3. John Calvin, Commentaries on the Epistles of Paul the Apostle to the Philippians, Colossians, and Thessalonians, trans. John Pringle. (Bellingham, WA: Logos Bible Software, 2010), 342–43. Franciscus Gormarus took this view in his Analysis secundae epistolae pauli ad thessalonicenses (Amsterdam, 1644), 274. “Electionem autem agnoscimus ex effectis, vocatione efficaci, fide & sanctificatione Spiritus, v. 13. & 14.” See also David Dickson, An Exposition of all St. Pauls epistles…(London, 1659), 156.
4. See e.g., David Pareus, In divinam ad Romanos S. Pauli apostoli epistolam commentarius…. (Geneva, 1617), 672–73 where, in his commentary this passage, he rejected the doctrine of fides praevisa in favor of unconditional election and salvation received through faith alone.
5. Gene L. Green, The Letters to the Thessalonians, The Pillar New Testament Commentary (Grand Rapids, MI; Leicester, England: W.B. Eerdmans Pub.; Apollos, 2002), 326–27.
6. John Chrysostom, “Homilies of St. John Chrysostom, Archbishop of Constantinople, on the Second Epistle of St. Paul the Apostle to the Thessalonians,” in Saint Chrysostom: Homilies on Galatians, Ephesians, Philippians, Colossians, Thessalonians, Timothy, Titus, and Philemon, ed. Philip Schaff, trans. James Tweed and John Albert Broadus, vol. 13, A Select Library of the Nicene and Post-Nicene Fathers of the Christian Church, First Series (New York: Christian Literature Company, 1889), 390.
It is completely beyond me, how the words, “first fruits” can be misapplied to mean our good works, since the subject of the sentence is “you” and not good works. YOU are chosen to be sanctified–set apart for God’s purpose through the Holy Spirit working in us to conform us to the image of Christ. YOU are the first fruits of God’s purpose in creating adopted sons in the image of His only begotten Son by the work of the Spirit through a process of sanctification and faith in the truth. How this can be twisted to mean your works are the first fruits required for final salvation, and actually accepted as a true exegesis of the passage is very sad. Luther would laugh, he would say, you boys need a lesson in elementary grammar!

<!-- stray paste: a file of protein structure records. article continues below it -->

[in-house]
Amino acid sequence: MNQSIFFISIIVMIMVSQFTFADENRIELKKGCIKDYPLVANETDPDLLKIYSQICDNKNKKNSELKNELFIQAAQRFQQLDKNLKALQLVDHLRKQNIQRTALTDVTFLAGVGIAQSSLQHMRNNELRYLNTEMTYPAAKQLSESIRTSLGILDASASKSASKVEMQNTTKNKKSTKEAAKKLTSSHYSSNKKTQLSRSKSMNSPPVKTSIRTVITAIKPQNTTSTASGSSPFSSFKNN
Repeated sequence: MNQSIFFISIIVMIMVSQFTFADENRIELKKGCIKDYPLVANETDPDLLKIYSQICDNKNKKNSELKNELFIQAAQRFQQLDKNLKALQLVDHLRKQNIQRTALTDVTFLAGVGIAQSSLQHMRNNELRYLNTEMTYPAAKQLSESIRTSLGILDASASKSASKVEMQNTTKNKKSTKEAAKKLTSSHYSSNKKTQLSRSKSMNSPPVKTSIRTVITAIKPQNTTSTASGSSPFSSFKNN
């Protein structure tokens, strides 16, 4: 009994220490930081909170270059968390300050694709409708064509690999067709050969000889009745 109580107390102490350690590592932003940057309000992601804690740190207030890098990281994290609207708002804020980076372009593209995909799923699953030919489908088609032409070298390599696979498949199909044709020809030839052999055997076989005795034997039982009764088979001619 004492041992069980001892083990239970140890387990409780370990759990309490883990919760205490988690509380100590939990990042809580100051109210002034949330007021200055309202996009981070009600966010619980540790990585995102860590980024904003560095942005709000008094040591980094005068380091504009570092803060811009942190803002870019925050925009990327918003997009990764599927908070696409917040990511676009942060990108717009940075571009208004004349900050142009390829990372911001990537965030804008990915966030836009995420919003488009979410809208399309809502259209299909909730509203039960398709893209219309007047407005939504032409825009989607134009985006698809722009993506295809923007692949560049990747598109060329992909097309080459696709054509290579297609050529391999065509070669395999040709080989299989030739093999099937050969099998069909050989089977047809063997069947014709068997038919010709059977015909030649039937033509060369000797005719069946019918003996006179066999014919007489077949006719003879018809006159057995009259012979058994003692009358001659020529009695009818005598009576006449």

Excellent article. Calvin, as so often is the case, gets right to the heart of the matter. Sloppy exegesis leads to erroneous doctrine like final justification.
By the way, I know that you appreciate grammatical corrections. I had to read this a couple of times before I realized (I hope) what you were saying. “To be sure, it is true that it is we who believe it is also true that salvation and the faith through which it is received is the gift of God.” I think you want a semicolon between “believe” and “it”?
Anglicans want to know: Do you consider the Absolution in the Morning Office to be contrary to Protestantism?
ALMIGHTY God, the Father of our Lord Jesus Christ, who
desireth not the death of a sinner, but rather that he
may turn from his wickedness and live, hath given power, and
commandment, to his Ministers, to declare and pronounce
to his people, being penitent, the Absolution and Remission
of their sins. He pardoneth and absolveth all those who truly
repent, and unfeignedly believe his holy Gospel.
Wherefore let us beseech him to grant us true repentance,
and his Holy Spirit, that those things may please him
which we do at this present; and that the rest of our life